We think that publishing a brochure explaining that people can walk places is a waste of taxpayers’ money and public servants’ time. Take a read and tell us what you think via our Facebook page.

We know that politicians like to be seen to be doing something, but surely New Zealanders don’t need to be told by the Government that taking a bus is an option, when you can no longer drive.

No Car No Problem

To view the responses to our information requests lodged with the Minister and Office for Senior citizens, click "continue reading".

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When someone else is paying, why walk?

A few months ago a Ministry of Health official contacted us regarding the use of taxi charge cards within the Ministry, and suggested we look at the number of 'micro-trips' taken by managers, often between the Ministry's Wellington offices and Parliament.

Details of the Ministry's taxi charges show its Wellington staff are making more than 1,000 taxi trips a year costing less than $10.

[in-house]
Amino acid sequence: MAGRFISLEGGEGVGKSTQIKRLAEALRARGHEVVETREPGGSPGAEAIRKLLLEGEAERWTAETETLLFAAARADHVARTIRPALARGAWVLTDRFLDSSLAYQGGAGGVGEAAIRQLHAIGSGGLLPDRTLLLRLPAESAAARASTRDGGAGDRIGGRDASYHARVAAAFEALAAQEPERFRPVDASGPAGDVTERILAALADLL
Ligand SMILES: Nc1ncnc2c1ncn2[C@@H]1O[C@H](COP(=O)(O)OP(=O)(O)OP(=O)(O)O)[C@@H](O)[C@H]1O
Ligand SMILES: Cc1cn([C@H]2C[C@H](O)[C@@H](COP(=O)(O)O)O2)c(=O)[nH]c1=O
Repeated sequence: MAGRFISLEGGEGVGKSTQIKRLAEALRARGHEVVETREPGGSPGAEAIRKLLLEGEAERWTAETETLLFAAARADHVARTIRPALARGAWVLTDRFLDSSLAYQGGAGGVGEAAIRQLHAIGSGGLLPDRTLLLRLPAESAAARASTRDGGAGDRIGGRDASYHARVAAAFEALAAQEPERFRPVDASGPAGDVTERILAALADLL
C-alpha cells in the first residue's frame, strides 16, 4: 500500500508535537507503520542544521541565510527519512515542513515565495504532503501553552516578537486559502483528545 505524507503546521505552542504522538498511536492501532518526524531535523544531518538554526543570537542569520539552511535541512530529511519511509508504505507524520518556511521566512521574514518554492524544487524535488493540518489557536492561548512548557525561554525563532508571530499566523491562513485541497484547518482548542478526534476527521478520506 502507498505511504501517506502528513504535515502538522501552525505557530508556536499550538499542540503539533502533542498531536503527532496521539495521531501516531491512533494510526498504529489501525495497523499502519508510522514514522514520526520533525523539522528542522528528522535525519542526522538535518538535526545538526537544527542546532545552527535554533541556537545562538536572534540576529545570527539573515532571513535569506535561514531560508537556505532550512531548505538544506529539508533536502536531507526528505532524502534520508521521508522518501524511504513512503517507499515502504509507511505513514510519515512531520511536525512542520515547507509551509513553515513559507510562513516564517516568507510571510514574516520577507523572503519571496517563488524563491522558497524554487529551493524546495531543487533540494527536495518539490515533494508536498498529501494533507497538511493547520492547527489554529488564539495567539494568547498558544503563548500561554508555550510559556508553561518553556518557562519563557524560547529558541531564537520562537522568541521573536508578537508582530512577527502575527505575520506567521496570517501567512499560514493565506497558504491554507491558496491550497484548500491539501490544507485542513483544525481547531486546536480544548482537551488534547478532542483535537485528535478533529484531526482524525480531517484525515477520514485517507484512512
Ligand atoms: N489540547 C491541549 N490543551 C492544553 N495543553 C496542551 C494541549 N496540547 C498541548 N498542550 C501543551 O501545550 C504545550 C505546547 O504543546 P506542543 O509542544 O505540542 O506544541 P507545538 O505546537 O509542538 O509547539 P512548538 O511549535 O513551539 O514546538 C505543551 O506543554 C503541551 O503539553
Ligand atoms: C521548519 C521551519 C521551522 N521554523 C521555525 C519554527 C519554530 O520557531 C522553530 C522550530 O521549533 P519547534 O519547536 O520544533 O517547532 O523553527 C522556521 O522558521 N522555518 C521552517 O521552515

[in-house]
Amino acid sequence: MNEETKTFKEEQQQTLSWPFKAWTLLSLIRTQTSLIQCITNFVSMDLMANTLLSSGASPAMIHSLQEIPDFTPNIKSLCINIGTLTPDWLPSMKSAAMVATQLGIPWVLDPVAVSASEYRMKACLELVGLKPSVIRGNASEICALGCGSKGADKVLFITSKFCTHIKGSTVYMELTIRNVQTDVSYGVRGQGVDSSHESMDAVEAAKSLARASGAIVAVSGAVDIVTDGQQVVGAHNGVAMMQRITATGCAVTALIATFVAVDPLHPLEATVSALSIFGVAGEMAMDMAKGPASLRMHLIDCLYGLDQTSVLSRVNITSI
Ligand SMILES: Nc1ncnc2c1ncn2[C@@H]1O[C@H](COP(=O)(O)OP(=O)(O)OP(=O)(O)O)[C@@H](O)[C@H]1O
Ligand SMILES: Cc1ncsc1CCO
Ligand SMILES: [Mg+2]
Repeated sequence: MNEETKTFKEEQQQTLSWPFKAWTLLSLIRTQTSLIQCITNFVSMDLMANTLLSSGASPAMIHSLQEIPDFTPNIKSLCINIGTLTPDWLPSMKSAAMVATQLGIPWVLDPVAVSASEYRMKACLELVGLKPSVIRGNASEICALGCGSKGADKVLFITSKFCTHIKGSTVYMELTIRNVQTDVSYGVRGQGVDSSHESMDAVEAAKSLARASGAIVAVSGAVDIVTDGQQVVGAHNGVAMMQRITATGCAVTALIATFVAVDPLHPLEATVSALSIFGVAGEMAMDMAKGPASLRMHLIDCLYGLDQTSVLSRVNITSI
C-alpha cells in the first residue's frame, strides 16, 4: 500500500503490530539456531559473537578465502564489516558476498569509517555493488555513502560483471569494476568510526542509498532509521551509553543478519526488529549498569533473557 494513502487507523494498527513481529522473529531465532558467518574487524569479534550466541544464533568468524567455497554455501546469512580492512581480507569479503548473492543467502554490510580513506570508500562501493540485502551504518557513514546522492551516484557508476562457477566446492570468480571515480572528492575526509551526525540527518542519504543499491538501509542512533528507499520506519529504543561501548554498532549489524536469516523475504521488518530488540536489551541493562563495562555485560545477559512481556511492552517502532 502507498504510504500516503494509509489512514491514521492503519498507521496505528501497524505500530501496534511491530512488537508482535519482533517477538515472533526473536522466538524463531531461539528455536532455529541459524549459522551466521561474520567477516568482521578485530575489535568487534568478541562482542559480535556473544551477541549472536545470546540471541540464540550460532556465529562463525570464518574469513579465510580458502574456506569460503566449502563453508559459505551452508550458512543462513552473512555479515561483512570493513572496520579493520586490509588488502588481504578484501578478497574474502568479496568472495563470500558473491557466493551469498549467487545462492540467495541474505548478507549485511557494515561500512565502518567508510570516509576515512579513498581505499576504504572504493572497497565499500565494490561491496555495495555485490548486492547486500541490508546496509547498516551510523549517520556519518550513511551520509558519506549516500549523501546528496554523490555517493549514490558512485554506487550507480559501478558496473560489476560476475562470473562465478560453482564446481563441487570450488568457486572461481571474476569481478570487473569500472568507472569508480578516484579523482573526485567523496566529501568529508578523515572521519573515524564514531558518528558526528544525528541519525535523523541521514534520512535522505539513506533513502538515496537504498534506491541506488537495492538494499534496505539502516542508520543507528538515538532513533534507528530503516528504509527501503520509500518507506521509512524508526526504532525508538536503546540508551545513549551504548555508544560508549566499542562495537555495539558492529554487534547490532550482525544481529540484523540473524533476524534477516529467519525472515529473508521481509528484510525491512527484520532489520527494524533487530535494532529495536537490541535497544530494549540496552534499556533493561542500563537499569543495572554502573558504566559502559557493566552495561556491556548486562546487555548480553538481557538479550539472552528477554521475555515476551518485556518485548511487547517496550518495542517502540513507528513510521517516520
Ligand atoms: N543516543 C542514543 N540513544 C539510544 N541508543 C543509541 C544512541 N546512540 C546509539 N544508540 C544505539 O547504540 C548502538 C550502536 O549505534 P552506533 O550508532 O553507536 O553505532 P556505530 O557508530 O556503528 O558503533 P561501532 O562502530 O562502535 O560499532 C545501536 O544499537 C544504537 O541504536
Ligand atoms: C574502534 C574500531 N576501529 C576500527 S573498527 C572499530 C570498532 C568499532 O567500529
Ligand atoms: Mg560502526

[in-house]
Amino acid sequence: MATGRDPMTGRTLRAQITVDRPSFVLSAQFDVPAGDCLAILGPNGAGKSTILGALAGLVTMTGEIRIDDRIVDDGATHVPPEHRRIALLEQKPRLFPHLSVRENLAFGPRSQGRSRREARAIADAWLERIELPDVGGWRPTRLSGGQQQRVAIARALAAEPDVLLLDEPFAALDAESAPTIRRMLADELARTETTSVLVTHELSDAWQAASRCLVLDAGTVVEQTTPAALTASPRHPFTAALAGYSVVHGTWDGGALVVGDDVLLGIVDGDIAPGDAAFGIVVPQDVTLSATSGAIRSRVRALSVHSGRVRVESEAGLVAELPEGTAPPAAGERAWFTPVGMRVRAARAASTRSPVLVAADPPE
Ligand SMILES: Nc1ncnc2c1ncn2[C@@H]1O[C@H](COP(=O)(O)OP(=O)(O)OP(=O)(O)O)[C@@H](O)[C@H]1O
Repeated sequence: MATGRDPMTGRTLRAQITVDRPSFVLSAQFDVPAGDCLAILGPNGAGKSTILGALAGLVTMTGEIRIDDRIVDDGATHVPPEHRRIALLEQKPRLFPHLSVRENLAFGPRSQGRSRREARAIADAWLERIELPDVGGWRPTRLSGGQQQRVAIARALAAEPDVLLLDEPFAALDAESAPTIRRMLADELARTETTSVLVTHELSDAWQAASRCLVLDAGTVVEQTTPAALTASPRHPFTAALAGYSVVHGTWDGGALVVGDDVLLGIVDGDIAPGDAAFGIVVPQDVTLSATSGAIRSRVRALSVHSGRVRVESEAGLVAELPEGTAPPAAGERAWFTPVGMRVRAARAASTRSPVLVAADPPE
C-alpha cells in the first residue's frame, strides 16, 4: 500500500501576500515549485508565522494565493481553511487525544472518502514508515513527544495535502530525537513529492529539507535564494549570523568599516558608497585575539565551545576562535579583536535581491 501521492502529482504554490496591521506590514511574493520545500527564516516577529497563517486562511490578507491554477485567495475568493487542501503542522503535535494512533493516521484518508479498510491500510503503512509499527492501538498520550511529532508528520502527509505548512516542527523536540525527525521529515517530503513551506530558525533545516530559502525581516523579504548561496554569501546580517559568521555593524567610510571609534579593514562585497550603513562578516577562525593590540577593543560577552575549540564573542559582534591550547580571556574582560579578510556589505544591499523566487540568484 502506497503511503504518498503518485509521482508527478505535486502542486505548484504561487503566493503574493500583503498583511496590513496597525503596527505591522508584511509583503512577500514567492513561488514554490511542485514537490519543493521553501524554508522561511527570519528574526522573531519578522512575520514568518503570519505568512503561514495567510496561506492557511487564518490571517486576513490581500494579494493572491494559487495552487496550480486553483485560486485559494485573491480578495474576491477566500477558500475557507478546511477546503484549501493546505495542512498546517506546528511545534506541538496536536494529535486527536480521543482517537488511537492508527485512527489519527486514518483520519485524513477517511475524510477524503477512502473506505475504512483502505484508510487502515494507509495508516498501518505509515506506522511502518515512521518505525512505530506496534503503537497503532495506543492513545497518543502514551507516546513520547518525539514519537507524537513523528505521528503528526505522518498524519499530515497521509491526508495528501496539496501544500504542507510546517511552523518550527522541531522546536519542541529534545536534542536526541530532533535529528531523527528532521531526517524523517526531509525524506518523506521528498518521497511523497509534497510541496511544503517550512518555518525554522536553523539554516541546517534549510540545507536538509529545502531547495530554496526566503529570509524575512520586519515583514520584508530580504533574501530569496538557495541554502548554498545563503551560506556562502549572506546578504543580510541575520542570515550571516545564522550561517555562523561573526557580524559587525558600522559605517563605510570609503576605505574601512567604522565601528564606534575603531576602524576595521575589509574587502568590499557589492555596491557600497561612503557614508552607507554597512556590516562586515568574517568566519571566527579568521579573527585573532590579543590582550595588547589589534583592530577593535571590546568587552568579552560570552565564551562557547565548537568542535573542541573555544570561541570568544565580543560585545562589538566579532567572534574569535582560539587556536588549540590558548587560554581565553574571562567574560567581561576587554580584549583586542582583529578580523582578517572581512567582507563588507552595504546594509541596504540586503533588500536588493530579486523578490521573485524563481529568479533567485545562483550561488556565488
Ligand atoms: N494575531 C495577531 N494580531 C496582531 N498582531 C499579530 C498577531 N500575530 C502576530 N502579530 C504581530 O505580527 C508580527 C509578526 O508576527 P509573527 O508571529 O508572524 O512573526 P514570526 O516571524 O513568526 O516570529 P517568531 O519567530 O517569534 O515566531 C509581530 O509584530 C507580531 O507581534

In the 2012/2013 financial year, Ministry staff based in Wellington charged taxpayers for 8,645 taxi trips with 1,076 of those for journeys costing less than $10.

It is sadly ironic that while the Ministry of Health spends taxpayer money to promote active living, officials are getting taxis a few hundred metres down the road. 

A taxi trip for the sake of a five minute walk is simply not justifiable when it’s someone else's money. The documents show that these short trips make up more than ten percent of all taxi charges by Wellington based staff.